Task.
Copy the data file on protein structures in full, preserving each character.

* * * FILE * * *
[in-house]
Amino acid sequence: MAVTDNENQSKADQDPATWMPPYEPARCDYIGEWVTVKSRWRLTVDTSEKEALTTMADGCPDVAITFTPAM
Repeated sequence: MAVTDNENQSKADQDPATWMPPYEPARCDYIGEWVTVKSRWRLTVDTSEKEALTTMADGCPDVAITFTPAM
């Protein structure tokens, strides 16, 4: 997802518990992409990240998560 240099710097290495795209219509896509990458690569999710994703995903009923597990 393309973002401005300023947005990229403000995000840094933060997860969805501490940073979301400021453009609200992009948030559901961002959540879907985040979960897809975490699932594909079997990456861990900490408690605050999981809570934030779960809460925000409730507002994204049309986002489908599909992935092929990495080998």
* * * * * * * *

[in-house]
Amino acid sequence: MAVTDNENQSKADQDPATWMPPYEPARCDYIGEWVTVKSRWRLTVDTSEKEALTTMADGCPDVAITFTPAM
Repeated sequence: MAVTDNENQSKADQDPATWMPPYEPARCDYIGEWVTVKSRWRLTVDTSEKEALTTMADGCPDVAITFTPAM
């Protein structure tokens, strides 16, 4: 997802518990992409990240998560 240099710097290495795209219509896509990458690569999710994703995903009923597990 393309973002401005300023947005990229403000995000840094933060997860969805501490940073979301400021453009609200992009948030559901961002959540879907985040979960897809975490699932594909079997990456861990900490408690605050999981809570934030779960809460925000409730507002994204049309986002489908599909992935092929990495080998």